Are Your Quizzes Adding Value? A Quick Guide to Making the Most of Your Content
It’s no secret that the Internet loves quizzes. And why wouldn’t we? They’re an easy, fun way to test knowledge and gain new insights into our personalities.
Over at the Content Marketing Institute, Jodi Harris sums up our obsession with quizzes best when she writes, “I know they are designed to artificially inflate the site’s page views and engagement metrics; and I fully realize that the results will likely be vague and unsatisfying. But somehow, I don’t care. In fact, any time a company offers me an opportunity to see a bit of myself reflected in its content, I find myself more drawn to that company, and more willing to explore what else they have to offer.”
And that’s the beauty of a good quiz: it educates the buyer in a fun, sharable package. It’s no secret that quizzes work. Digiday recently reported that 96% of users finish sponsored quizzes. Given those numbers, it’s hard to argue the value of a well thought out quiz.
But lately it seems that a few marketers have taken for granted the fact that users might finish quizzes no matter what, and the content has started slipping. If your quizzes are starting to feel a bit mechanical, here are a few reminders of what makes an engaging, interactive quiz.
Don’t Get Lazy
Ahem, not to call anyone out, but one trend that’s been popping up lately is a slightly less engaging quiz based on word jumbles or “the first image you see says X about you.” Now, there aren’t any hard stats on these, but based on the number of disgruntled comments beneath, it seems like these types of quizzes might be a bit too “snackable” for some, leaving the user feeling as if they’ve engaged without getting a significant return on that engagement.
But Don’t Drone On
However, no one likes to feel like they’re back at the SAT. According to UberFlip, quizzes have a short window for grabbing and holding attention. Too long and your audience could walk away.
“You want to have to have between 6 to 10 questions in your quiz,” writes JP Misenas, the content marketing director and audiovisual technician and engineer for Interact. “This makes the quiz last for about 2-3 minutes, which is just enough time for us to maintain an audience’s short attention span.” I prefer an even shorter quiz, and recommend about 5 or 6 questions per quiz.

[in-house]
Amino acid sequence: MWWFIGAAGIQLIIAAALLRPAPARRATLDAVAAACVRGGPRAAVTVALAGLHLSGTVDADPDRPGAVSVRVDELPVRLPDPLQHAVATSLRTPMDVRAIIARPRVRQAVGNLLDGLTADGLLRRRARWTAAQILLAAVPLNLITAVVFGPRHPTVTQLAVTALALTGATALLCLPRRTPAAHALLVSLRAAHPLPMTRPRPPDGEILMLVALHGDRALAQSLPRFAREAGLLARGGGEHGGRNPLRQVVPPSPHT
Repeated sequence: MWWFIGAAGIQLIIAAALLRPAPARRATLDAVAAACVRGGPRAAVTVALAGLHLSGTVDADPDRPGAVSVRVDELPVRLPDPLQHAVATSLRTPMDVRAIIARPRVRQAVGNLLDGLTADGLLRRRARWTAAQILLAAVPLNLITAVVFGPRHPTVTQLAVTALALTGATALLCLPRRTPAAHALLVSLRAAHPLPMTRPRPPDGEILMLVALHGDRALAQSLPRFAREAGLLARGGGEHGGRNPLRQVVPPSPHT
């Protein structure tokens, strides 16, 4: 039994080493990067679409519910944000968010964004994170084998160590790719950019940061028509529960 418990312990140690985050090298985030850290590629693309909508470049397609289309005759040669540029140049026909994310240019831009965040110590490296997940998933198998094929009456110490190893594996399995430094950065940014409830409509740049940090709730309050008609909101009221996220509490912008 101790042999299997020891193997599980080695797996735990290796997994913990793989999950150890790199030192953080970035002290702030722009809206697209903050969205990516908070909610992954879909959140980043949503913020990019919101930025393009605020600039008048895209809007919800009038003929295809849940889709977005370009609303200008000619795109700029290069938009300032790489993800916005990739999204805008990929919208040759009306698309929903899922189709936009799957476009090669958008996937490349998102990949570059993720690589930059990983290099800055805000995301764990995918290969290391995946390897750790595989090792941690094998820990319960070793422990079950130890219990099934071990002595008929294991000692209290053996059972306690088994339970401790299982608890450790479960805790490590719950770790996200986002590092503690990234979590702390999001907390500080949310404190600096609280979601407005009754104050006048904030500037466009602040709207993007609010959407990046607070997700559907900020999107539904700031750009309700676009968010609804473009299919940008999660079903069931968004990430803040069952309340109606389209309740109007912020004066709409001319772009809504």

Make sure questions are coupled with images to break up text and add curb appeal, since images have proven time and time again to increase engagement.
Make Sure the Insight is Worth the Time
Audiences take quizzes to learn something about themselves, and, very often, to share that knowledge with others. In fact, OkDork.com found the most shared quiz on the Internet over a period of 8 months was called “What Career Should You Have?”
People like to let others know bits about their own personalities while inviting followers to join in the fun, both to include and feel included. New psychological research out of Pamona College and Princeton University has proved what many marketers already know: “Many seemingly intractable social problems come down to a deceptively simple, but quite powerful truth: social perceptions matter,” writes Adam Pearson, psychology professor at Pamona college.
If your quiz isn’t giving users valuable, and in many cases that means sharable, insights and validation about themselves, then it might leave them wondering why they wasted their time, which won’t bode well for your brand.
Don’t Forget Your Own Marketing Goals
Don’t forget that the impact of a great quiz doesn’t end with the results. As JP Misenas writes for the CMI, “Your interactions with your audience don’t end with the results. Encourage them to visit your website or to check out your products. For example, BioLite links three products for each personality type in the quiz results to maintain audience interaction after the quiz.”
Let’s face it, quizzes are everywhere on the Internet, and if they start to get lazy, audiences may just stop engaging. So it’s time to seriously think about what made us start loving quizzes in the first place – the fun!